Tonight's Sky
Sun
Sun
Moon
Moon
Mercury
Mercury
Venus
Venus
Mars
Mars
Jupiter
Jupiter
Saturn
Saturn

Tonight's Sky — Change location

OR

Searching...

Tonight's Sky — Select location

Tonight's Sky — Enter coordinates

° '
° '

Black hole is 30 times expected size

Thought to be at least 9 billion years old, it contains an active galactic nucleus, an incredibly bright object resulting from the accretion of gas by a central supermassive black hole.
RELATED TOPICS: BLACK HOLES | GRAVITATIONAL PULL
Active galactic nucleus illustration
Illustration of an active galactic nucleus with jets of material flowing from out of a central black hole.
NASA/Dana Berry/SkyWorks Digital
The central supermassive black hole of a recently discovered galaxy has been found to be far larger than should be possible, according to current theories of galactic evolution. New work carried out by astronomers at Keele University and the University of Central Lancashire shows that the black hole is much more massive than it should be, compared to the mass of the galaxy around it.

The galaxy, SAGE0536AGN, was initially discovered with NASA’s Spitzer Space Telescope in infrared light. Thought to be at least 9 billion years old, it contains an active galactic nucleus (AGN), an incredibly bright object resulting from the accretion of gas by a central supermassive black hole. The gas is accelerated to high velocities due to the black hole’s immense gravitational field, causing this gas to emit light.

The team has now also confirmed the presence of the black hole by measuring the speed of the gas moving around it. Using the Southern African Large Telescope, the scientists observed that an emission line of hydrogen in the galaxy spectrum where light is dispersed into its different colors — a similar effect is seen using a prism — is broadened through the Doppler effect where the wavelength — color — of light from objects is blue- or red-shifted depending on whether they are moving towards or away from us. The degree of broadening implies that the gas is moving around at high speed, a result of the strong gravitational field of the black hole.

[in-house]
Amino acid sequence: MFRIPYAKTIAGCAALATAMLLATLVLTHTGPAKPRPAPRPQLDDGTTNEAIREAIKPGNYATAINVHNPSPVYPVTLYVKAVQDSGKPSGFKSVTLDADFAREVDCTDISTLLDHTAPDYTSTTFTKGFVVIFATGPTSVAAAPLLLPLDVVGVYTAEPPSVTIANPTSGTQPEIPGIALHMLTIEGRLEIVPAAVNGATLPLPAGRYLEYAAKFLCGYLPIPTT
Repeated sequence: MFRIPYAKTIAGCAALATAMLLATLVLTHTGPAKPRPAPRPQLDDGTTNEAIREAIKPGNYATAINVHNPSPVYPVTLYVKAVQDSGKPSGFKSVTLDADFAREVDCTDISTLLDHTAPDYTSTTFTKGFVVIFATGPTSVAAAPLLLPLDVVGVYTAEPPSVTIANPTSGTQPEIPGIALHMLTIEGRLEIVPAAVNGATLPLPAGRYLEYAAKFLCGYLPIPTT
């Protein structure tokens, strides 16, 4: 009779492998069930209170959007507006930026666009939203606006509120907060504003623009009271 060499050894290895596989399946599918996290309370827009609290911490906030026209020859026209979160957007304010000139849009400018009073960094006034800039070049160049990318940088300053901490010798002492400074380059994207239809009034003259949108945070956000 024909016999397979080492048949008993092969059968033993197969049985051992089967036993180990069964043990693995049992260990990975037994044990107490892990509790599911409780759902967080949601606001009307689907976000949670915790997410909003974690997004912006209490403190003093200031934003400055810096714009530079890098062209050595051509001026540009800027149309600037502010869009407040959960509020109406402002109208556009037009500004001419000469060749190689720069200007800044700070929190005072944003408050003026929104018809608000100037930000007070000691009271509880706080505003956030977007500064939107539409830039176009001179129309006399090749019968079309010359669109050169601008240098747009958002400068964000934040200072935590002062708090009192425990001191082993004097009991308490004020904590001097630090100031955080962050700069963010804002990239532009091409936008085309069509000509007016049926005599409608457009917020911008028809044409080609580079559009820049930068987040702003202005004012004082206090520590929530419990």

These data have been used to calculate the black hole’s mass: the more massive the black hole, the broader the emission line. The black hole in SAGE0536AGN was found to be 350 million times the mass of the Sun. But the mass of the galaxy itself, obtained through measurements of the movement of its stars, has been calculated to be 25 billion solar masses. This is 70 times larger than that of the black hole, but the black hole is still 30 times larger than expected for this size of galaxy.

“Galaxies have a vast mass and so do the black holes in their cores. This one though is really too big for its boots — it simply shouldn’t be possible for it to be so large,” said Jacco van Loon from Keele University and the lead author on the new paper.

In ordinary galaxies the black hole would grow at the same rate as the galaxy, but in SAGE0536AGN the black hole has grown much faster, or the galaxy stopped growing prematurely. Because this galaxy was found by accident, there may be more such objects waiting to be discovered. Time will tell whether SAGE0536AGN really is an oddball or simply the first in a new class of galaxies.
0

JOIN THE DISCUSSION

Read and share your comments on this article
Comment on this article
Want to leave a comment?
Only registered members of Astronomy.com are allowed to comment on this article. Registration is FREE and only takes a couple minutes.

Login or Register now.
0 comments
ADVERTISEMENT

FREE EMAIL NEWSLETTER

Receive news, sky-event information, observing tips, and more from Astronomy's weekly email newsletter. View our Privacy Policy.

ADVERTISEMENT
ADVERTISEMENT
Apollo_RightRail

Click here to download a FREE Apollo PDF curated by Astronomy magazine.

Find us on Facebook